Balloons have only been grounded once in the parade’s 87-year history, when bad weather kept them from flying in 1971. They’re set to be inflated in Manhattan this evening.
Based on survey responses, AAA expects 43.4 million Americans to travel 50 miles or farther from home during the Thanksgiving holiday travel period, which officially starts today and ends Monday. That’s a 1.5 percent decline from the 44 million who traveled last year, which marked a post-recession peak.
Those who do travel expect to spend about 7 percent less — an average of $465, instead of $498 — on their trips, although average travel distance will be slightly longer: 601 miles instead of 588. And as usual, the overwhelming majority of trips, 90 percent, will be made in private vehicles.
“While the economy continues to improve, the sluggish pace of the recovery is creating uncertainty in the minds of some consumers, and therefore AAA is projecting a slight decline in the number of Thanksgiving travelers this year,” said April Cochran, vice president for public affairs at AAA Northwest Ohio.
Crystal Agler, a marketing assistant at the local auto-club chapter, said that trend has been reflected locally, whether because of economic conditions, colder weather, or the scary forecast for points east.
“Travel information requests haven’t been high. They [AAA Northwest Ohio’s travel-planning staff] have not been as busy at they thought they would be,” she said.
Those who do hit the roads, the auto club’s Ms. Cochran said, will receive “a holiday bonus in the form of lower gas prices, which are at their lowest level for the holiday since 2010.”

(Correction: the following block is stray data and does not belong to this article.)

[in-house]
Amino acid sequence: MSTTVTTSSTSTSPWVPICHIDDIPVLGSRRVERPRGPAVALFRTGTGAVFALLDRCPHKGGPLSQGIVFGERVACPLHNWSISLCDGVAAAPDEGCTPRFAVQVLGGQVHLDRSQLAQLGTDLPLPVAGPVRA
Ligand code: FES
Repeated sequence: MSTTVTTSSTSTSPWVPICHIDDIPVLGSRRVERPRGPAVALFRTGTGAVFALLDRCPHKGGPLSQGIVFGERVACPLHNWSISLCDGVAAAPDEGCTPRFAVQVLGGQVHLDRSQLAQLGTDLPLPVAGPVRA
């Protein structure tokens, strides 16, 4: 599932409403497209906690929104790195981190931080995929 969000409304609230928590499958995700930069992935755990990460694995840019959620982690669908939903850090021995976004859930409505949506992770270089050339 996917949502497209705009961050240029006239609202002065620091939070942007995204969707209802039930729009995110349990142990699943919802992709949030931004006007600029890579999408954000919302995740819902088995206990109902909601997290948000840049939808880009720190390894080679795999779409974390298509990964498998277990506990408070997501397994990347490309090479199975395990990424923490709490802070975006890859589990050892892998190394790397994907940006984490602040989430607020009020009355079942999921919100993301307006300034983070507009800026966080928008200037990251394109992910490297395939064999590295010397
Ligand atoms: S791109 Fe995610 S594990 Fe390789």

The auto club’s national report said regular gasoline can be found for just under $3 per gallon in many states, although as of Tuesday afternoon, sub-$3 gas was rare in Toledo following a price spike to the $3.20s per gallon at many local stations on Friday.
The Web site gasbuddy.com listed three Toledo-area filling stations with $2.999 per gallon regular reported by its volunteer spotters Tuesday, but many others charged just over $3. Prices in southeast Michigan tended to be somewhat higher than northwest Ohio, especially closer to Ann Arbor and Detroit.
The Web site listed a Toledo average price of $3.157 per gallon for regular, down 1.9 cents per gallon from Monday but 7.4 cents per gallon higher than a week previous. The local average was 11.4 cents cheaper than Gasbuddy’s national average.
Once they get going, Toledo-area highway travelers should expect minimal construction-related delays, with most of this year’s road work now complete.
An I-75 reconstruction project in Lima, Ohio, requires ramp closings at the State Rt. 81 and State Rts. 117 and 309 interchanges, and the speed limit is reduced through several ongoing work zones in Cincinnati.
On State Rt. 2, one lane is closed each way between Port Clinton and the Catawba Island interchange for underground mine stabilization, but traffic delays there should be minimal. Those traveling to downtown Cleveland, meanwhile, should be alert to ramp closings associated with the Innerbelt Bridge project.
All full-time Ohio Turnpike lane closings have ended for the season.
The Blade’s news services contributed to this report.
Contact David Patch at: firstname.lastname@example.org or 419-724-6094.